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Halloween is coming up. If you have children who plan on trick-or-treating, it is important that you discuss the safest ways to avoid injury on this otherwise fun and exciting night.



If your child is planning on going through a neighborhood to trick-or-treat, make sure he or she is doing so in a group. Larger groups of children tend to be more visible and are less likely to be struck by vehicles.

In addition to traveling in a group, you can help keep your child safe this Halloween by instructing them to:

  • Wear reflective fabric
  • Use a flashlight
  • Stay on sidewalks
  • Cross the street only at corners or crosswalks
  • Obey traffic signals and signs
  • Look both ways, twice, before entering the street
  • Be mindful of surroundings and traffic conditions
  • Keep phones and other screens stowed while walking

Smaller children who may struggle with trick-or-treating responsibly should be accompanied by an adult. You can even make an evening out of it by inviting friends and family to trick-or-treat with your kids, supplying both a built-in group of treat-seekers and a team of adults to help keep them safe.

Glow sticks and other seasonal toys can provide higher visibility for approaching vehicles. If your children’s costumes do not allow for reflective fabric, have them wear glowing bracelets or necklaces, or cover their treat pale with glow sticks to help increase their visibility to cars.


The US Census Bureau reports over 41 million children engage in door-to-door trick-or-treating every year. If your children will be among them, you need to be aware of the following:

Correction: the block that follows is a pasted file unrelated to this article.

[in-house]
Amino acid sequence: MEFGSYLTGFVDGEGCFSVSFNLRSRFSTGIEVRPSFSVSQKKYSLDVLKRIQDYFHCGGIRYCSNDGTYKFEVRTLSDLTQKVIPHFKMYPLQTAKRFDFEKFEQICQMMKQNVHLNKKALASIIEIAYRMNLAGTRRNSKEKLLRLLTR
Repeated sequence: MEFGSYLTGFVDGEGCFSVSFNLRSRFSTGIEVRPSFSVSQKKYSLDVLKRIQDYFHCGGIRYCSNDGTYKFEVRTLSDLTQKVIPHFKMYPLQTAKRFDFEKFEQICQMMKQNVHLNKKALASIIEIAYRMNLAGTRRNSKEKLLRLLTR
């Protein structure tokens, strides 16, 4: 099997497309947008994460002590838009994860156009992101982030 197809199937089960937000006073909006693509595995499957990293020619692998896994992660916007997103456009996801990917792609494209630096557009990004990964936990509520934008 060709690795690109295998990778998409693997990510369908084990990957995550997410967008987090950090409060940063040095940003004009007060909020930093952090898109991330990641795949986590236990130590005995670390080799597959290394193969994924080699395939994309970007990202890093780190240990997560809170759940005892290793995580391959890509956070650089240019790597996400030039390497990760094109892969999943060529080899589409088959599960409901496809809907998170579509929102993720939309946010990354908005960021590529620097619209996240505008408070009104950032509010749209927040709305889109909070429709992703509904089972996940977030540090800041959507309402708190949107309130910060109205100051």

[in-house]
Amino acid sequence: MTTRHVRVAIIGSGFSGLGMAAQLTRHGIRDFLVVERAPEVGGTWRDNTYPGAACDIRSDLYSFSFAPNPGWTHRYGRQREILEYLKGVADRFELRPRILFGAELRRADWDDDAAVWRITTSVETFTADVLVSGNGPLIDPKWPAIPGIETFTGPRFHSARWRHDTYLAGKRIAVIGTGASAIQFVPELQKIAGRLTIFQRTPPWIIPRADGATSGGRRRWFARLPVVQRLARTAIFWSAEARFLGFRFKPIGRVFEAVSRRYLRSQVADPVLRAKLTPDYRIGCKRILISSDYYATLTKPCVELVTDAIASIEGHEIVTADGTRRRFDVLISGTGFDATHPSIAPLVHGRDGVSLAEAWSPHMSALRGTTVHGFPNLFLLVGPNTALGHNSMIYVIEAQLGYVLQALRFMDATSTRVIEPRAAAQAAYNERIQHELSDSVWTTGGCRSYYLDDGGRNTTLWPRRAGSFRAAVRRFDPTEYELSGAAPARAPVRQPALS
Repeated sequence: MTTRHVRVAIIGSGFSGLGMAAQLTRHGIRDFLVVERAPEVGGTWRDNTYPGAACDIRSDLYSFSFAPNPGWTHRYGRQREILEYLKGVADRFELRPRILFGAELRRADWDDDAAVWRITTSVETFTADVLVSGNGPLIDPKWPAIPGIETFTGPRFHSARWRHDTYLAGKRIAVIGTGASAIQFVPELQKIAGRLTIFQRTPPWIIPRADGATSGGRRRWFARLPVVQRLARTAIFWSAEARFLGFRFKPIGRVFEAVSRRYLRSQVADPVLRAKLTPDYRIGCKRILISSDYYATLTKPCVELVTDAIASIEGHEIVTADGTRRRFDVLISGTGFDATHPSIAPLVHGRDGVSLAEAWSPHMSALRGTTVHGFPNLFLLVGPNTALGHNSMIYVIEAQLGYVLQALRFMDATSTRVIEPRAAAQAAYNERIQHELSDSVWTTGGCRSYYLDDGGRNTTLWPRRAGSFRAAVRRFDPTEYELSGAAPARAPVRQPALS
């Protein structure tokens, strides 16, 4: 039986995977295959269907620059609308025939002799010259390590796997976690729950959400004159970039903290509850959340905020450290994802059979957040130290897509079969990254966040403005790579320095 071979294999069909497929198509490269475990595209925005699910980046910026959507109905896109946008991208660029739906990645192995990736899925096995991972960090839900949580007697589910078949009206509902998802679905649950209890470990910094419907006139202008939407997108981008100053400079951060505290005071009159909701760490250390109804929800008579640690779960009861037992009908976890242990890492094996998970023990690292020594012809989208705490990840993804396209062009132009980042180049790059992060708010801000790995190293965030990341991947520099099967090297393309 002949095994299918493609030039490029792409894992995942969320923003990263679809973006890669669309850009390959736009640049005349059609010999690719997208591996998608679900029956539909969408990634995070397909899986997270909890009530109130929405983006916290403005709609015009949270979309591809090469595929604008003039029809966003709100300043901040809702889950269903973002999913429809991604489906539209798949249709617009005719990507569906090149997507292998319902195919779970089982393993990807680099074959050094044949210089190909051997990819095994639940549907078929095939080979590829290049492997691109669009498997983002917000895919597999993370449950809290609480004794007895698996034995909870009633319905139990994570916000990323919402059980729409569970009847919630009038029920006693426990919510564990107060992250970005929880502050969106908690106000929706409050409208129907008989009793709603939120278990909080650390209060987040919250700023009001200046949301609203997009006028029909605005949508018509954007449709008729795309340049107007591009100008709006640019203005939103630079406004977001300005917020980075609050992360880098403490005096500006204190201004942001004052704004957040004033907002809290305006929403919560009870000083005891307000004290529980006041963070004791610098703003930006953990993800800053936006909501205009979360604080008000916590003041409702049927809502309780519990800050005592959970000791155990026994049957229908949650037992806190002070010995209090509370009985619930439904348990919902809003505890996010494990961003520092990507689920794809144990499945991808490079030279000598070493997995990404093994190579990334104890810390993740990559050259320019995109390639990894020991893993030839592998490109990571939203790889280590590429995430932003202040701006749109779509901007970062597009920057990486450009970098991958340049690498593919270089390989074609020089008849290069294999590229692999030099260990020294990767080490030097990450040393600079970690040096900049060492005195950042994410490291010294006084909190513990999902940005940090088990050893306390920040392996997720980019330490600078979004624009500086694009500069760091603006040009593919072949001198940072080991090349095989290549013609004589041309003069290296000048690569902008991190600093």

The Governors Highway Safety Association reports an 11% increase in fatal pedestrian accidents in 2016. With over 6,000 deaths nationally last year, pedestrian and bicycle accidents accounted for close to 20% of all fatal car accidents in the U.S.

Recent studies have linked this increase in serious and fatal pedestrian accidents to cellphone use, particularly in areas with dense populations like Atlanta. Here’s the rub: it’s not just drivers who are endangering pedestrians through cellphone use, it’s pedestrians themselves who are, increasingly, wandering blindly into traffic while distracted by their screens.

If inattention is the cause of this increase in pedestrian accidents, attention is the obvious countermeasure. Instruct your children to keep cellphones in pockets, purses, or treat sacks while trick-or-treating to help ensure their full attention is on the task of safely traveling from house to house.

The National Transportation Safety Board suggests that in addition to distraction, intoxication is a leading cause of pedestrian accidents. In fact, in 2016, 34% of pedestrians and 15% of drivers were intoxicated at the time of a fatal collision. Your children will, of course, be sober while trick-or-treating, but many drivers may be leaving Halloween parties, increasing the risk of an accident as they swerve down child-cluttered neighborhood streets. Talk to your children about identifying dangerous-looking driving behaviors and getting as far away from the road as possible when they see something questionable coming their way. And try to keep trick-or-treating to the earlier hours of the evening, helping reduce the risk of late night accidents.

Your involvement in your child’s trick-or-treating is essential for keeping him or her safe.  Take time to talk to your child about safe behavior when walking around in the dark to help ensure your family has a safe, fun, and happy Halloween.

If your child is struck by a vehicle while trick-or-treating, call Lourie, Chance, Forlines, Carter & King at 404-760-7400 to schedule a free consultation today. Located in Atlanta, our pedestrian accident attorneys serve Savanah, Columbus, Decatur, Augusta, and all surrounding areas of Georgia.